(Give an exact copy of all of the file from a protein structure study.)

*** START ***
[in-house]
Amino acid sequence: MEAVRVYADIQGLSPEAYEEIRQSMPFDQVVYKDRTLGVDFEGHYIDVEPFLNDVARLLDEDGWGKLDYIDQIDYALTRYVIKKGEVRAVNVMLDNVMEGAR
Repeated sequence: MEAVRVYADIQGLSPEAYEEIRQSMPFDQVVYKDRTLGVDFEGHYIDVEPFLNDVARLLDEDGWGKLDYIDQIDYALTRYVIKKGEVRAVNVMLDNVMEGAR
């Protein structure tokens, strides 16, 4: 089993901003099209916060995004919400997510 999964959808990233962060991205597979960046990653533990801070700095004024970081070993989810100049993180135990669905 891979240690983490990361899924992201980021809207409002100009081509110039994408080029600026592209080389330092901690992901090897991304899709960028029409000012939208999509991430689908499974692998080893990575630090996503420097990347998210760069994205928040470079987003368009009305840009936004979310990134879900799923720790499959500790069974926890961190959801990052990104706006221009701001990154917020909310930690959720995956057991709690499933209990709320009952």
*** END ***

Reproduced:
[in-house]
Amino acid sequence: MEAVRVYADIQGLSPEAYEEIRQSMPFDQVVYKDRTLGVDFEGHYIDVEPFLNDVARLLDEDGWGKLDYIDQIDYALTRYVIKKGEVRAVNVMLDNVMEGAR
Repeated sequence: MEAVRVYADIQGLSPEAYEEIRQSMPFDQVVYKDRTLGVDFEGHYIDVEPFLNDVARLLDEDGWGKLDYIDQIDYALTRYVIKKGEVRAVNVMLDNVMEGAR
């Protein structure tokens, strides 16, 4: 089993901003099209916060995004919400997510 999964959808990233962060991205597979960046990653533990801070700095004024970081070993989810100049993180135990669905 891979240690983490990361899924992201980021809207409002100009081509110039994408080029600026592209080389330092901690992901090897991304899709960028029409000012939208999509991430689908499974692998080893990575630090996503420097990347998210760069994205928040470079987003368009009305840009936004979310990134879900799923720790499959500790069974926890961190959801990052990104706006221009701001990154917020909310930690959720995956057991709690499933209990709320009952």